Jeremy Campbell is a high-end journalist, and his Liar’s Tale is an excitingly scarce commodity: a popularizing history of epistemology! He organizes the narrative around the changing valuation of falsehood, necessarily describing in the process the corresponding shifts in the idea of truth. The treatment is very wide ranging, exploring such fields as evolutionary biology and aesthetics as they come into contact with the central topic. But most of the discussion is given over to the vertebral canon of Western philosophy.
I did enjoy the book, although I think I differ with the author with respect to our positions and allegiances. My first warning was on page 72, where the author mentions in passing that Socrates “shuns relativism, the doctrine that tends to favor brute force.” Huh? That’s a pretty substantial conclusion to pack into a subordinate clause without any further support or explanation. I took note again when he quoted Alan Bullock to define Surrealism as a “cult” that developed “a scorn not only for reason but for humanity.” (266)
In his final chapter, Campbell cashes in the various chips he has accumulated in an otherwise even-handed account, in order to vilify the post-structuralists, deconstructionists and post-modernists of the intellectual left, as well as quantum theorists and other theoretical physicists; whom he sets in opposition to the virtue of “common sense.” Unsurprisingly, he makes much of the Sokal hoax, and he also quotes approvingly from rightist pundit Shelby Steele. Campbell–writing at the end of the 1990s–predictably lumps in Bill Clinton as a signal liar. Campbell says it is “common sense” that illicit blow-jobs disqualify political leaders, and the sustained public support for Clinton in the face of his impeachment was therefore a function of a popular appetite for lies. I wish that I could feel confident that Campbell would come out later even more strongly against the derision of the “reality-based community” expressed by a Bush aide (Karl Rove?) to Ron Suskind in 2004: “We’re an empire now, and when we act, we create our own reality. And while you’re studying that reality—judiciously, as you will—we’ll act again, creating other new realities, which you can study too, and that’s how things will sort out.” Suskind’s source demonstrates that a doctrine of creative mendacity has at least as much resonance among the anti-intellectual right as it does among the intellectual left, and the real-world impact of the former is certainly more grievous: generating wars of aggression, fostering denial about global climate change, propagating economic malaise, and so forth.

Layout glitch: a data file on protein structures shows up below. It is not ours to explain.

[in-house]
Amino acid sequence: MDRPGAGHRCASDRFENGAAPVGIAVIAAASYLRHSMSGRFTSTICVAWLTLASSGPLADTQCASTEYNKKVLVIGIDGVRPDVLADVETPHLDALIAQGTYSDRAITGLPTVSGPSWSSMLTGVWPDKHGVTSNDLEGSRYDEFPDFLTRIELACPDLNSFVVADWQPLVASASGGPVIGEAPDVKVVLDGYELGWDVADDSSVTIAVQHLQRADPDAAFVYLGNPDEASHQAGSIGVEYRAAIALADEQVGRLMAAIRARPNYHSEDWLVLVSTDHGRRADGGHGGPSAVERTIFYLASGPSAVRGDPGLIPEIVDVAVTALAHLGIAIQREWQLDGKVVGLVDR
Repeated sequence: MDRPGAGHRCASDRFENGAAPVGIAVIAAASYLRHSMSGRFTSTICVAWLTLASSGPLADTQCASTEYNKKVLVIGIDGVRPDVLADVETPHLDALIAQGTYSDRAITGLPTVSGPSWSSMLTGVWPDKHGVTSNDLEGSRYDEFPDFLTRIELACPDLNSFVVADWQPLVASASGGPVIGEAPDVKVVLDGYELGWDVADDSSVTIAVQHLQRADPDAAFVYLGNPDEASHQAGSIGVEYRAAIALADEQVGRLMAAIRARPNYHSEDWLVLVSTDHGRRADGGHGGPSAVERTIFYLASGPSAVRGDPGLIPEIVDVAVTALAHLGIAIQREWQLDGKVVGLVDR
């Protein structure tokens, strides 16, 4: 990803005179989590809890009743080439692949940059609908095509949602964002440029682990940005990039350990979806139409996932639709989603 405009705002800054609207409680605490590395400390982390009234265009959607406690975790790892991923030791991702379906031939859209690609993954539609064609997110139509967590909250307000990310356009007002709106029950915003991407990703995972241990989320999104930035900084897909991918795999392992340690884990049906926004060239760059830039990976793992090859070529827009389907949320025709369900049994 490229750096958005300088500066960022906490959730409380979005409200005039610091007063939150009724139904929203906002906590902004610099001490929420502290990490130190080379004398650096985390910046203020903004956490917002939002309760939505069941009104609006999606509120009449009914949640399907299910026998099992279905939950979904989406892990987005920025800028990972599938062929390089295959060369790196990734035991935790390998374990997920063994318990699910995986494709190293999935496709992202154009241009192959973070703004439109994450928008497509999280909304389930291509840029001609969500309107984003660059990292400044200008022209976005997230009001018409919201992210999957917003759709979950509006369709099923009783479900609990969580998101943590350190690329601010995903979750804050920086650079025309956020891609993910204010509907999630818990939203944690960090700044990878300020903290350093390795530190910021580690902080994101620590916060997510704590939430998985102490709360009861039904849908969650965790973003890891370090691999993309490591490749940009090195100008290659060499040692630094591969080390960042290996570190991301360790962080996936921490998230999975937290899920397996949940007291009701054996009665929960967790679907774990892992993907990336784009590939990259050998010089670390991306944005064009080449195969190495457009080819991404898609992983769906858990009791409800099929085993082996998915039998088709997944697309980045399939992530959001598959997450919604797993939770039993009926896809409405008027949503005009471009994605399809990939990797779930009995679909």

Although I disagree with Campbell’s ideological perch, his high-altitude summary of philosophical history is still entertaining and largely accurate, and it would be a helpful orientation for someone with a beginning interest in the field of theories of knowledge and meaning. Still, the reader should not be taken in by the easygoing journalistic style, but should rather subject this book to the level of suspicion that its topic rightfully evokes.